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Former Prosecutors Houston Criminal Defense Attorneys
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Texas Former Prosecutors

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Texas Penal Code Sec. 6.02. REQUIREMENT OF CULPABILITY

Board Certified Criminal Defense Attorney Brian Foley provides commentary on the Texas Penal Code, Criminal Law, and Evidence.

Texas Penal Code  Sec. 6.02. REQUIREMENT OF CULPABILITY

Sec. 6.02 of the Texas law establishes the requirement of culpability for committing an offense. The law states that a person cannot be charged with an offense unless they engage in conduct with a specific mental state as defined by the offense. The culpable mental states recognized by the law are intentional, knowing, reckless, and criminal negligence.

In cases where the definition of an offense does not explicitly state a mental state, a culpable mental state is still necessary unless the definition clearly eliminates any mental element. This means that even if the law does not specify a required mental state, one is still needed unless explicitly exempted.

To establish criminal responsibility in such cases, the law states that intent, knowledge, or recklessness is sufficient. This means that demonstrating any of these mental states is enough to hold someone accountable for their actions.

The law also classifies culpable mental states based on their relative degrees, ranging from highest to lowest: intentional, knowing, reckless, and criminal negligence.

Furthermore, the law establishes that proving a higher degree of culpability than what is charged automatically proves the culpability charged. In other words, if someone is accused of a lower culpable mental state but evidence shows a higher mental state, the lower mental state is also considered proven.

It is important to note that municipal ordinances or orders from a county commissioners court cannot eliminate the requirement of a culpable mental state if the offense carries a fine exceeding the amount authorized by Section 12.23.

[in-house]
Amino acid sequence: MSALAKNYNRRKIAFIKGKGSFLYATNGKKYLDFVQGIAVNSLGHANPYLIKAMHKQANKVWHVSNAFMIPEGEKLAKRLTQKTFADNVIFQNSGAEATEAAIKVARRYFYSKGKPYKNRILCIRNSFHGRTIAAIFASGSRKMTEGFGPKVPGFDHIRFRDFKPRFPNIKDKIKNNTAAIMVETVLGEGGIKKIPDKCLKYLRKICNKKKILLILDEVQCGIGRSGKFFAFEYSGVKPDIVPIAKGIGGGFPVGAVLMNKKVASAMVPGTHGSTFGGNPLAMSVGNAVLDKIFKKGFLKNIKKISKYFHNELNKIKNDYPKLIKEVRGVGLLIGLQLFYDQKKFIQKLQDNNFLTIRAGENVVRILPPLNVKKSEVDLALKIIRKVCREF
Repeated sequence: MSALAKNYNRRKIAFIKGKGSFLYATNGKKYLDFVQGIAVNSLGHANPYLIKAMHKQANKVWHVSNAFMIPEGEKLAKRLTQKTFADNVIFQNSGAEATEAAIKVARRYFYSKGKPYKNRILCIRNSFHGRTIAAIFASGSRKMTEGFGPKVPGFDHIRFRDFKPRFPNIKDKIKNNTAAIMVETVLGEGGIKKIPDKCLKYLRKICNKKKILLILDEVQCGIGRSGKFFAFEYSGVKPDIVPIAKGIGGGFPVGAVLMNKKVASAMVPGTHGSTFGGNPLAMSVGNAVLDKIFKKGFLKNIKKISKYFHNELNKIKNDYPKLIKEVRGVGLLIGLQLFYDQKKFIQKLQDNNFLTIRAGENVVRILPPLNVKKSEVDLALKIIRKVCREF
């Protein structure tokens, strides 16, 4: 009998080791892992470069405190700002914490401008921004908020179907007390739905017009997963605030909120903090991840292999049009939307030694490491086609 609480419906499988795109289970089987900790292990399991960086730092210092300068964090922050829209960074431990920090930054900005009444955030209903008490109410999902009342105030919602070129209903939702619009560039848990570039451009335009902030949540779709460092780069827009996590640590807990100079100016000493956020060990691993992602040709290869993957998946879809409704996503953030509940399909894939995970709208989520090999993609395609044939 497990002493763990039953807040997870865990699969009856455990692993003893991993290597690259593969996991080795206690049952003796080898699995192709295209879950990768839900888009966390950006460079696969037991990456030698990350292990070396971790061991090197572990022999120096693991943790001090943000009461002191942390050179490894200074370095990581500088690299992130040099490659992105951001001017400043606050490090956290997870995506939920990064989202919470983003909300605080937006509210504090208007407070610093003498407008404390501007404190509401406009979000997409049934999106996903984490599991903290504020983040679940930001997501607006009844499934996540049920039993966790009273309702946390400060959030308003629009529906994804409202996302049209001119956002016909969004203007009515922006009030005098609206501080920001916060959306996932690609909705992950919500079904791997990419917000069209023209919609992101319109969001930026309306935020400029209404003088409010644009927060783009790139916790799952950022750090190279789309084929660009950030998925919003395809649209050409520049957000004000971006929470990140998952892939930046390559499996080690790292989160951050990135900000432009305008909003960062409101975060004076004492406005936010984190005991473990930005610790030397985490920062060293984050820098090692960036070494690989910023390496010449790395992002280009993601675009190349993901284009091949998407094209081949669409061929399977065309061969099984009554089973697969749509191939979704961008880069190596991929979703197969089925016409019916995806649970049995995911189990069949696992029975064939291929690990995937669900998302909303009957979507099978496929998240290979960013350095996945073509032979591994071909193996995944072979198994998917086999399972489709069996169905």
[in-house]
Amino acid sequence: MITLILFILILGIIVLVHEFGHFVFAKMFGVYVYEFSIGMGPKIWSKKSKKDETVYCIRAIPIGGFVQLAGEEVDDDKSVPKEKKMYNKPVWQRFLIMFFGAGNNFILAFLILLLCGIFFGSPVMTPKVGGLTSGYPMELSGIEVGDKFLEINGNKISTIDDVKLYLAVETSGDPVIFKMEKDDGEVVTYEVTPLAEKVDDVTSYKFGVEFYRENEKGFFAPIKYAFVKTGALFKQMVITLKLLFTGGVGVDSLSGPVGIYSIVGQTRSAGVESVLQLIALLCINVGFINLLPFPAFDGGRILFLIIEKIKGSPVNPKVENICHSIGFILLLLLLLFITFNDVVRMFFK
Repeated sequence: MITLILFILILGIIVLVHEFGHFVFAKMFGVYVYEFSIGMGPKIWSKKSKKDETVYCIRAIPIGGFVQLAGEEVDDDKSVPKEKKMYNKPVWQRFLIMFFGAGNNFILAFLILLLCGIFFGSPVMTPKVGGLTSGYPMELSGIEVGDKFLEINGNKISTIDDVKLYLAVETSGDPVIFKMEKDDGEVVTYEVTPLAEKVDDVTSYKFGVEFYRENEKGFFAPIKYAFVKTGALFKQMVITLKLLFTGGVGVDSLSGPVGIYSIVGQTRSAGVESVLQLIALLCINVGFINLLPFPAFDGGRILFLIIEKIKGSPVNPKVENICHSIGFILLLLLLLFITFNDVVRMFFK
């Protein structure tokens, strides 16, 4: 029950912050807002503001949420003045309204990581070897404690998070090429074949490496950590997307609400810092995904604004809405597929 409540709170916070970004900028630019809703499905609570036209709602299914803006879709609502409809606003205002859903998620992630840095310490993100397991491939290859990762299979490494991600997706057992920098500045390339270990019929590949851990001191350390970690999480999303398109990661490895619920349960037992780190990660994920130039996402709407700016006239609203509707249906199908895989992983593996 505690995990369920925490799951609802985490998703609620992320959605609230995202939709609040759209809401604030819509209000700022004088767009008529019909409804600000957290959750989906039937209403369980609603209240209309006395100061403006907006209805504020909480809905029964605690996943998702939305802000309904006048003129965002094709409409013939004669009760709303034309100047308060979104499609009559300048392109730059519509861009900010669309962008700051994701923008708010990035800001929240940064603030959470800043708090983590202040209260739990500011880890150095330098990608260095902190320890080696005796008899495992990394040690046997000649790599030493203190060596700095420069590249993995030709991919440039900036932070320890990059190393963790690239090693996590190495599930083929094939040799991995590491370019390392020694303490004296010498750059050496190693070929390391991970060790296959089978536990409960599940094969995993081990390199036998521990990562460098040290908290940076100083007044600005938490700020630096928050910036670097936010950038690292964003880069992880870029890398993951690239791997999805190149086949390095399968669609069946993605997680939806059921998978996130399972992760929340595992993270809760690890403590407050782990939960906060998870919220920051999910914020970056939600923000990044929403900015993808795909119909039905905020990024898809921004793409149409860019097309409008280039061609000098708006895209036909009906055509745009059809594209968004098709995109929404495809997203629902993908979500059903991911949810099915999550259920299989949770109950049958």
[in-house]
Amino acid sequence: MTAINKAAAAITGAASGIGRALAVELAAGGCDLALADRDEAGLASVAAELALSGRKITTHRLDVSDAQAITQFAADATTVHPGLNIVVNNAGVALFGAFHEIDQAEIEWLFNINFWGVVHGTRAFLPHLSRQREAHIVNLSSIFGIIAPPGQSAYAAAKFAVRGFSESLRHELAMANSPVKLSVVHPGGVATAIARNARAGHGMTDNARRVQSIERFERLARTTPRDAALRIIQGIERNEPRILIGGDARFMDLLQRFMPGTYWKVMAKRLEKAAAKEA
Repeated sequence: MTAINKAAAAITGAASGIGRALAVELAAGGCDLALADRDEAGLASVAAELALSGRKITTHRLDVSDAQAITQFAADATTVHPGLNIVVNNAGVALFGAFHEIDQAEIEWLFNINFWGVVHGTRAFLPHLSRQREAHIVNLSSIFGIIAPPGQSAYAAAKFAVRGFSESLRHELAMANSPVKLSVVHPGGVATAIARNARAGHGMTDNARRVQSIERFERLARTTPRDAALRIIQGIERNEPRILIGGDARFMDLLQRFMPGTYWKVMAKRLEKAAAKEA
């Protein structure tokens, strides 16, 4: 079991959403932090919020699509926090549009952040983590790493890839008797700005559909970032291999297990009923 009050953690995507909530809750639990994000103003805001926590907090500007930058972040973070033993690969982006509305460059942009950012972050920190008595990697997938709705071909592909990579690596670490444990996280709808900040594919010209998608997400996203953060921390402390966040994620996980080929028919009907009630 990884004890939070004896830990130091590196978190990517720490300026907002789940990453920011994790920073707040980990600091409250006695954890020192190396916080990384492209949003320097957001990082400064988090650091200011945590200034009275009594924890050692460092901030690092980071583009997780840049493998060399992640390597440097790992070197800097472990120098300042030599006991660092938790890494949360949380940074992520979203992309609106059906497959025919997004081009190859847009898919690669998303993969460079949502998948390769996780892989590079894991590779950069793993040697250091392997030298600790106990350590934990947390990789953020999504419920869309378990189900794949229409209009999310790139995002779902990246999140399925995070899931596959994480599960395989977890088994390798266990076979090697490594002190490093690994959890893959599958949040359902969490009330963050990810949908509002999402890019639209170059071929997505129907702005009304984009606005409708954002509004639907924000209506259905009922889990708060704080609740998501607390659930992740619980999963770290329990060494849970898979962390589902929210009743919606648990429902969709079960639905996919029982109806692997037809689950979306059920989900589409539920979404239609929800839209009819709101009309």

This summary of Sec. 6.02 of the Texas law provides an overview of the requirement of culpability and the different mental states necessary for committing an offense.

Sec. 6.02. REQUIREMENT OF CULPABILITY. (a) Except as provided
in Subsection (b), a person does not commit an offense unless he intentionally, knowingly, recklessly, or with criminal negligence engages in conduct as the definition of the offense requires.
(b) If the definition of an offense does not prescribe a culpable mental state, a culpable mental state is nevertheless required unless the definition plainly dispenses with any mental
element.
(c) If the definition of an offense does not prescribe a culpable mental state, but one is nevertheless required under Subsection (b), intent, knowledge, or recklessness suffices to establish criminal responsibility.
(d) Culpable mental states are classified according to relative
degrees, from highest to lowest, as follows:
(1) intentional;
(2) knowing;
(3) reckless;
(4) criminal negligence.
(e) Proof of a higher degree of culpability than that charged constitutes proof of the culpability charged.
(f) An offense defined by municipal ordinance or by order of a county commissioners court may not dispense with the requirement of a culpable mental state if the offense is punishable by a fine
exceeding the amount authorized by Section 12.23.

Acts 1973, 63rd Leg., p. 883, ch. 399, Sec. 1, eff. Jan. 1, 1974. Amended by Acts 1993, 73rd Leg., ch. 900, Sec. 1.01, eff. Sept. 1, 1994. Amended by: Acts 2005, 79th Leg., Ch. 1219 (H.B. 970), Sec. 1, eff. September
1, 2005.

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